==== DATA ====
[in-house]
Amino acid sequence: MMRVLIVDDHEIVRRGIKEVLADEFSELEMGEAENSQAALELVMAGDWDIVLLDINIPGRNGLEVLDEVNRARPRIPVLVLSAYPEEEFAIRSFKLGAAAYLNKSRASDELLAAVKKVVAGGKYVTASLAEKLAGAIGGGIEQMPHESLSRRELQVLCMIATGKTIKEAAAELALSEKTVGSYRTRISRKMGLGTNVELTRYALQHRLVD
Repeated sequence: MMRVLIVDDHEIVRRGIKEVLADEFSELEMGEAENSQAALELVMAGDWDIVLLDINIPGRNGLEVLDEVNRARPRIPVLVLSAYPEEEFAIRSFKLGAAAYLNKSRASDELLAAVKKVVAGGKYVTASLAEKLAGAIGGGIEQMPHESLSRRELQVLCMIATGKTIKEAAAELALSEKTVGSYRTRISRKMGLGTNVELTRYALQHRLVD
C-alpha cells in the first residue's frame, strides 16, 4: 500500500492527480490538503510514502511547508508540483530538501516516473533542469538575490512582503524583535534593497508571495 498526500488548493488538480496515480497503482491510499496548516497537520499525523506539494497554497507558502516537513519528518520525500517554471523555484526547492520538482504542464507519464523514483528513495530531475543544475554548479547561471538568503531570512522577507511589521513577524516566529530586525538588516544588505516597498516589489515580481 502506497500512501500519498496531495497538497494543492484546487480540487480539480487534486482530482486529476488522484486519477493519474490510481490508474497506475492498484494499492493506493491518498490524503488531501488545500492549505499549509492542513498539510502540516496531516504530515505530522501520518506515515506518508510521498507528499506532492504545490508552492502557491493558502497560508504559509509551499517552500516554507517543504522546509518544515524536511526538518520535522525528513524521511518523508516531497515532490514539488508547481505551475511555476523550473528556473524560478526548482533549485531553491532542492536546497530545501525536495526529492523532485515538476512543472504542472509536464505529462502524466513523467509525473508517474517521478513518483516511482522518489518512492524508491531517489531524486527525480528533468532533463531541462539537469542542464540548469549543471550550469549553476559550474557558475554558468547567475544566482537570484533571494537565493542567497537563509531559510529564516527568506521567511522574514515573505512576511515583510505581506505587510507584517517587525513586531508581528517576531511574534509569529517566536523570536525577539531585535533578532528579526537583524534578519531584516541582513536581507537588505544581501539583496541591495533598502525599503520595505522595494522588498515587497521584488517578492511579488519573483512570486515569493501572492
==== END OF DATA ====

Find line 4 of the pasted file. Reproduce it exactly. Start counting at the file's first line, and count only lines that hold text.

C-alpha cells in the first residue's frame, strides 16, 4: 500500500492527480490538503510514502511547508508540483530538501516516473533542469538575490512582503524583535534593497508571495 498526500488548493488538480496515480497503482491510499496548516497537520499525523506539494497554497507558502516537513519528518520525500517554471523555484526547492520538482504542464507519464523514483528513495530531475543544475554548479547561471538568503531570512522577507511589521513577524516566529530586525538588516544588505516597498516589489515580481 502506497500512501500519498496531495497538497494543492484546487480540487480539480487534486482530482486529476488522484486519477493519474490510481490508474497506475492498484494499492493506493491518498490524503488531501488545500492549505499549509492542513498539510502540516496531516504530515505530522501520518506515515506518508510521498507528499506532492504545490508552492502557491493558502497560508504559509509551499517552500516554507517543504522546509518544515524536511526538518520535522525528513524521511518523508516531497515532490514539488508547481505551475511555476523550473528556473524560478526548482533549485531553491532542492536546497530545501525536495526529492523532485515538476512543472504542472509536464505529462502524466513523467509525473508517474517521478513518483516511482522518489518512492524508491531517489531524486527525480528533468532533463531541462539537469542542464540548469549543471550550469549553476559550474557558475554558468547567475544566482537570484533571494537565493542567497537563509531559510529564516527568506521567511522574514515573505512576511515583510505581506505587510507584517517587525513586531508581528517576531511574534509569529517566536523570536525577539531585535533578532528579526537583524534578519531584516541582513536581507537588505544581501539583496541591495533598502525599503520595505522595494522588498515587497521584488517578492511579488519573483512570486515569493501572492